Earlier this summer, the Department of Physics hosted a 10-week Research Experience for Undergraduates (REU) program for seven students from universities across the United States.

The REU event was led by faculty in the Center for Neutrino Physics (CNP) and focused on neutrino physics and provided professional development to student participants through collaboration with the Virginia Tech Office of Undergraduate Research and the National Science Foundation, according to program head Camillo Mariani.

“With experiments covering a broad range of energies and at different stages of development, the CNP provided the opportunity for students to gain experience in all aspects of experimental particle physics, from conceptual detector design, sensitivity studies, hardware development and construction, to simulation, software development and data analysis,” said Mariani, an associate professor of physics and director of the Kimballton Underground Research Facility (KURF) in Ripplemead, Virginia, near the West Virginia state line.

“All of our REU students had the opportunity to combine lab work or simulation with data analysis.”

Among the participants was Jessica Christian, a junior from the University of Maryland Baltimore College. She was one of several students to travel to the Kimballton lab and work underground. “Working with Dr. Tommy O’Donnell, I helped to integrate a muon screening veto into a high-purity germanium radiation detector – that is, I used the muon detector to screen for erroneous data in the radiation detector,” she said. “It was a lot of hands-on work with a bit of coding, too, and I found it to be a great time.”

She said, “My favorite moment was installing the muon detector. We worked inside a limestone mine called KURF because the layers of rock insulated the radiation detector from background data, and it was a beautiful place. Installation came toward the end of the summer, after we’d carefully analyzed and optimized the muon detector at the Virginia Tech campus, and seeing it put in at last was highly rewarding.”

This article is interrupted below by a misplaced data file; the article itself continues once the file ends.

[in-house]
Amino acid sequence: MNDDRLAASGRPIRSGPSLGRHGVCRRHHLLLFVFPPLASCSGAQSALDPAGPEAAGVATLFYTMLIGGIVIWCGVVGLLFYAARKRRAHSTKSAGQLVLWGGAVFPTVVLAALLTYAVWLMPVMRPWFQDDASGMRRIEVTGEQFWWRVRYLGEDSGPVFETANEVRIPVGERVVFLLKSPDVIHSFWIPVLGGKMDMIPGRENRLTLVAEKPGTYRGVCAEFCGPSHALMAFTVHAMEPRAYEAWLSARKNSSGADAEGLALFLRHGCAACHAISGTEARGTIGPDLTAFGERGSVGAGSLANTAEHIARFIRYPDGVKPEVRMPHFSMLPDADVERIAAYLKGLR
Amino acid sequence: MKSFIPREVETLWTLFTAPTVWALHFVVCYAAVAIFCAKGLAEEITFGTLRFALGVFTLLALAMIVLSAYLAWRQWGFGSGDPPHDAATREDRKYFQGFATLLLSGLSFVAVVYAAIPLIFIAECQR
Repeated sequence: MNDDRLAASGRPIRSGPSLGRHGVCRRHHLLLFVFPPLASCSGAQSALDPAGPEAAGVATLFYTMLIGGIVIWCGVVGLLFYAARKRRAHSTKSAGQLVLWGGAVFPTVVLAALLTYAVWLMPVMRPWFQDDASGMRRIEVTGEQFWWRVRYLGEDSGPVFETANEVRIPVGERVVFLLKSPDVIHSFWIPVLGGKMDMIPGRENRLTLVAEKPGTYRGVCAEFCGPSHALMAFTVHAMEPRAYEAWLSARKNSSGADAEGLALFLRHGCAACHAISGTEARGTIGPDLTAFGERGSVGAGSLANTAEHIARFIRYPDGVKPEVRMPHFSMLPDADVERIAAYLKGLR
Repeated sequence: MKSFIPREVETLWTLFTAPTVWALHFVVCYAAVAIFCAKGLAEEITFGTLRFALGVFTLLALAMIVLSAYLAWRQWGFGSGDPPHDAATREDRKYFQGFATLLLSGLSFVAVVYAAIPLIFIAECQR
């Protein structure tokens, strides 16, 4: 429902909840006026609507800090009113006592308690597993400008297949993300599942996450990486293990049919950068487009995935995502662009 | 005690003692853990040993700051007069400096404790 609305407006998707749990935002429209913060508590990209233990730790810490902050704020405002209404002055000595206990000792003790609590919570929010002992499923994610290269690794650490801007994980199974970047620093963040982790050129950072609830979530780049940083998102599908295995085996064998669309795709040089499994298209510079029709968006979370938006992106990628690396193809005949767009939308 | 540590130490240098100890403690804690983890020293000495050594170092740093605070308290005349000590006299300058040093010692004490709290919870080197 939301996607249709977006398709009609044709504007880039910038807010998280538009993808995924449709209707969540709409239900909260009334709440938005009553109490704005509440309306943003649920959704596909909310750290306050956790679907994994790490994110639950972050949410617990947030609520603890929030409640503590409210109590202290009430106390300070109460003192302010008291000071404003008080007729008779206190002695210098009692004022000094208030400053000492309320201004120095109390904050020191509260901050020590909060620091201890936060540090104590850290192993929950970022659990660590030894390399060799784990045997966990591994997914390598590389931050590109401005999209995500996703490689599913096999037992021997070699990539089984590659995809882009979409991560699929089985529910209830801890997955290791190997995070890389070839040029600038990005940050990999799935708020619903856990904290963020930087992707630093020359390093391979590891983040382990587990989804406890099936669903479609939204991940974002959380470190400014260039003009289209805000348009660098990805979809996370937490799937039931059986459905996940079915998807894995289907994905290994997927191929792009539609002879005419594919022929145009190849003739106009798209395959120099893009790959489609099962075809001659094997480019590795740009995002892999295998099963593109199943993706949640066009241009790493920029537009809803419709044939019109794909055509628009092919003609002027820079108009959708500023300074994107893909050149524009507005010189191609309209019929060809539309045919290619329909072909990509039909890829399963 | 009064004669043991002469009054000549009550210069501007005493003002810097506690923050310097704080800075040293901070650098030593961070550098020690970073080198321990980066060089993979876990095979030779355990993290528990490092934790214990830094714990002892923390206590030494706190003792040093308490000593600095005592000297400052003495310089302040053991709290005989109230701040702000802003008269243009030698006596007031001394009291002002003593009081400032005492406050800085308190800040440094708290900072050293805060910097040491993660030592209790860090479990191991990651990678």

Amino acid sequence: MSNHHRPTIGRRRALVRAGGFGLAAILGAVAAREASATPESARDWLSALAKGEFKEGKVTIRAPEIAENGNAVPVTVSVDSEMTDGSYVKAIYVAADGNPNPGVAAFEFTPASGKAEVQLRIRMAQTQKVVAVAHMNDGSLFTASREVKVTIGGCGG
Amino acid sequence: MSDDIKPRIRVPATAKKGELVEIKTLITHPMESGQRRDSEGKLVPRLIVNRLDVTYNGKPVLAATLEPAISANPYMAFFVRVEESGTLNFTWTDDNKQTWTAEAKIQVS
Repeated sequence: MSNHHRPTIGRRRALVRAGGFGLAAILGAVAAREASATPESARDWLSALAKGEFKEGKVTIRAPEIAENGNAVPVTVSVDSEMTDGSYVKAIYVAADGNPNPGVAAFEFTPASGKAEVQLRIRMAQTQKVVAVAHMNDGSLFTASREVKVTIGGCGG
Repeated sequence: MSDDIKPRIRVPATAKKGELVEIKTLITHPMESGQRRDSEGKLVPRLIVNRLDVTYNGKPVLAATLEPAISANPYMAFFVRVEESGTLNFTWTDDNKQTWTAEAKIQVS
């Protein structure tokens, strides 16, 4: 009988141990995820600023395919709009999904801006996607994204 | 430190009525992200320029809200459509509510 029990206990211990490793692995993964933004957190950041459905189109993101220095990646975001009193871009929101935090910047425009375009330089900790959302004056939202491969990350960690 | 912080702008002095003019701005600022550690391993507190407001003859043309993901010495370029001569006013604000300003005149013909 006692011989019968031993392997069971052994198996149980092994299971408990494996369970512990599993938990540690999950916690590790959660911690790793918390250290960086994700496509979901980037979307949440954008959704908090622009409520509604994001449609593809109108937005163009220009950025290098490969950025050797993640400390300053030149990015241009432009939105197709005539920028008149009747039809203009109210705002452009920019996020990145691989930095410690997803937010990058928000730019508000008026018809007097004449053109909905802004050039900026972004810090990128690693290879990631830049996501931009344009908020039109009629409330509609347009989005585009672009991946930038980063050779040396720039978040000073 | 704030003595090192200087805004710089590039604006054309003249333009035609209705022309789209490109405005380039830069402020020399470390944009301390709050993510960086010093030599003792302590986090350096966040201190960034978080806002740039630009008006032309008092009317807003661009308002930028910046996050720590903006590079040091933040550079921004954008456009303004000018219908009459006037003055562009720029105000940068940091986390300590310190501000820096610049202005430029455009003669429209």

Added Stephanie Toole, a senior at California State University, Northridge: “My favorite moment was when the veto actually worked! It was very exciting to have it finally working and doing what we wanted it to do. … In the future my goal is to combine my love for science with my passion for improving the quality of life of others. I hope to go to graduate school next year to work toward this goal.”

During the program’s last week, students prepared a final scientific report on the research performed , as well as a poster. The Physics department hosted a poster presentation and reception on July 26, and the students also presented their posters at the Summer Research Symposium, organized by the Virginia Tech Office of Undergraduate Research on Aug.1.

“We emphasized that the ability to communicate one’s scientific research is an important aspect of the scientific process: it is not enough to have good ideas or excellent results, these must be presented well, so the scientific community can appreciate and understand those results,” Mariani said.

He added that the department will keep in touch with students via updated newsletters and social media and through the REU physics website that will list past student work and future opportunities. “This will give the students the possibility of seeing the impact of their work and make them feel part of a group,” Mariani said.